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How to Use a VFR Plotter

by Darren Smith, CFII/MEI
Navigation:  Featured Products | Pay for Services | NewsAnswerman | OnlineBFR/IPC | Guestbook | Success Stories | Reader Poll | Visi-Hold (Never wonder about hold entries) | IFR Checkride Reviewer | General Aviation Human FactorsGetting the Most From Your Flight Training | Visi-Plotter

Cross Country Links:  Cross Country Flight Planning | Visi-Plotter | How to Use a VFR Plotter

In this example, we are using Visi-Plotter to plan our cross country from Watertown Regional Airport (ATY) to Wheaton Airport (ETH).  The scenario is the pilot was requested to plan a VFR cross country of at least 50NM for his Private Pilot Checkride.

Step 1—Ensure the distance to your destination meets the requirements.  In this case, it appears to be 57.5NM.  Perfect.

 Step 2—Draw the course line.

Step 3—Add some meaningful visual checkpoints.  Things that you’ll be able to see from the air are perfect.  I’ve numbered them in this diagram but it’s not necessary for you to do this step.  Your flight instructor may well instruct you to make your visual checkpoints no more than 10NM apart.

As you can see, Checkpoint #1 is when the mountain is abeam the aircraft on the left side at the 12NM point.  Checkpoint #2 is when the course crosses some power lines at the 23NM point.  Checkpoint #3 is when the course crosses some railroad tracks at the 31NM point.  Checkpoint #4 is when the course crosses a river at the 39NM point.  Checkpoint #5 is when the course crosses a very small river at the 51NM point.  The destination, Wheaton, is at 57.5NM from the start of the cross country.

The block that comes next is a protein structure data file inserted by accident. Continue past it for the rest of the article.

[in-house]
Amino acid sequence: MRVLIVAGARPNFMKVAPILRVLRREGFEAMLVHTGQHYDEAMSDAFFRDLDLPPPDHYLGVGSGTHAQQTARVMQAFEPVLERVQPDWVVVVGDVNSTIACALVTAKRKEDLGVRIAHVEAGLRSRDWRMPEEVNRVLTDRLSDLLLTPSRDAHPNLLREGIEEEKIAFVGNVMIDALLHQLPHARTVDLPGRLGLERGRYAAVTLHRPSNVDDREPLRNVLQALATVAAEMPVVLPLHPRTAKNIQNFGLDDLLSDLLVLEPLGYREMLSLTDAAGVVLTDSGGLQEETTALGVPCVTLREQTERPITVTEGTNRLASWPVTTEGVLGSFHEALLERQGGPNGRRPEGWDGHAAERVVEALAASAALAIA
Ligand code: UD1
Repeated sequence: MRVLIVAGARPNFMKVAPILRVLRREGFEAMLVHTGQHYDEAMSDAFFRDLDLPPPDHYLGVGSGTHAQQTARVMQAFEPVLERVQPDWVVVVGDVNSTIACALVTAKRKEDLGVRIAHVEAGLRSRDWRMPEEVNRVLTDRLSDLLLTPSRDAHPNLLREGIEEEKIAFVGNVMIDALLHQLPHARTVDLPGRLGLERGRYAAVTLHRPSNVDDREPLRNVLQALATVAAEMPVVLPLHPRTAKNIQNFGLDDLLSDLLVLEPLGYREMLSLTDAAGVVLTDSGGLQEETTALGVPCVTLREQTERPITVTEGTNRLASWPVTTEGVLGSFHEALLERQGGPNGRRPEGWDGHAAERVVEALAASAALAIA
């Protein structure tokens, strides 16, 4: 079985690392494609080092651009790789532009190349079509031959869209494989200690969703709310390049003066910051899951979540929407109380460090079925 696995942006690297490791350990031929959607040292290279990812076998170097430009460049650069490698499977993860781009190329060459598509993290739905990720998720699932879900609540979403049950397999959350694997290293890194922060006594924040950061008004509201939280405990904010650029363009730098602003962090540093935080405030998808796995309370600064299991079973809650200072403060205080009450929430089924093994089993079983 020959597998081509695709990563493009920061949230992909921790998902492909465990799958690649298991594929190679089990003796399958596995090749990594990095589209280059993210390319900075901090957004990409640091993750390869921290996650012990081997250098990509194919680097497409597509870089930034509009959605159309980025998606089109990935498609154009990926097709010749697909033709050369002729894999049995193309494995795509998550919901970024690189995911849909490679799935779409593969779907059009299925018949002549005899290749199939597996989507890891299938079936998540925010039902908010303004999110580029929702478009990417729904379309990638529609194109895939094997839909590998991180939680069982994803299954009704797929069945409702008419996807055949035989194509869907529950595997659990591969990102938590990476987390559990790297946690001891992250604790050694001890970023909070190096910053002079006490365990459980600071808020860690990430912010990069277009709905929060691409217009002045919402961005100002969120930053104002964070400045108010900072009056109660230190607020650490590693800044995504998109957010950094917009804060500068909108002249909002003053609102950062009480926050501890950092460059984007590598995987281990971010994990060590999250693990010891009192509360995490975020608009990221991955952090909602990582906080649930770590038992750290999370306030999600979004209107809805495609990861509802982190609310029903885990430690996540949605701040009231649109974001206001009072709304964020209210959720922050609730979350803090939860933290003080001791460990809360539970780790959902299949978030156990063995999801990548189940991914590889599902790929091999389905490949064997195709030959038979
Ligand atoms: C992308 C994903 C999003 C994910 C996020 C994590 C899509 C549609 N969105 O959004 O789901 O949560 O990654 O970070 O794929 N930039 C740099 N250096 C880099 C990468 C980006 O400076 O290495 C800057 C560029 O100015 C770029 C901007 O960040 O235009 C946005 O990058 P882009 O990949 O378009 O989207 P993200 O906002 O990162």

Step 4—Determine the True Course.  This requires aligning the plotter with a line of longitude or meridian.  I’ve highlighted this line on the chart so you can easily see it.  You are not required to do this.  See picture to the right. 

 A.  Align the plotter base line with the meridian. See blue arrow starting from the top left corner.

B.  Next, align your course line directly under the hole in the plotter. 

C. Finally, read the true course along the protractor.  In this case, you can see that the true course is 25°. I’ve circled it in blue so you can easily identify it. 

NOTE:  Since you are going in an Easterly direction, you’ll always read from the top scale.  When you return back to Watertown Regional (the home base of the aircraft), you’ll be heading in a Westerly direction.  In that case, you’d use the bottom set of numbers. 

Step 5—Prepare your flight planning paperwork
& fly your cross country.

Step 6—Examiner throws a curve ball at you!  Over Checkpoint #2, your examiner says divert to Milbank airport.  The smart pilot you are, you notice the power lines go right to Milbank!  Unfortunately, if you follow the power lines, you’ve failed the checkride.  Thank goodness you read this!

Step 7—Draw the course line to the emergency divert airport.  Make a note of the mileage as well.  Ok 15NM to get to Milbank Airport.  You'll need to find the Compass heading to get there so extend the green line back to the meridian.  Line up your plotter and make note of the true course.  In this case, the true course is 095° to get to Milbank Airport.  The problem is that True Course is not a Compass Heading. 

Step 8—Use the scratchpad to figure out the Compass Heading.   Your already figured out the Wind Correction Angle (WCA), Variation, and Deviation in your preflight cross country planning.  You already wrote those figures on your plotter just in case this happened!  Use your pencil to quickly figure out your Compass Heading by putting in 095° and doing the math.  Your Compass Heading is 098°.

Step 9—Fly the Correct Compass Heading.

Step 10—Figure out time & fuel to your divert Airport.  Your examiner will want to know that you can quickly determine how much fuel & time it’s going to take to travel 15NM to your divert airport.

Step 11—Pass your checkride!  Thanks, Visi-Plotter!

 "Always keep an 'out' in your hip pocket." — Bevo Howard

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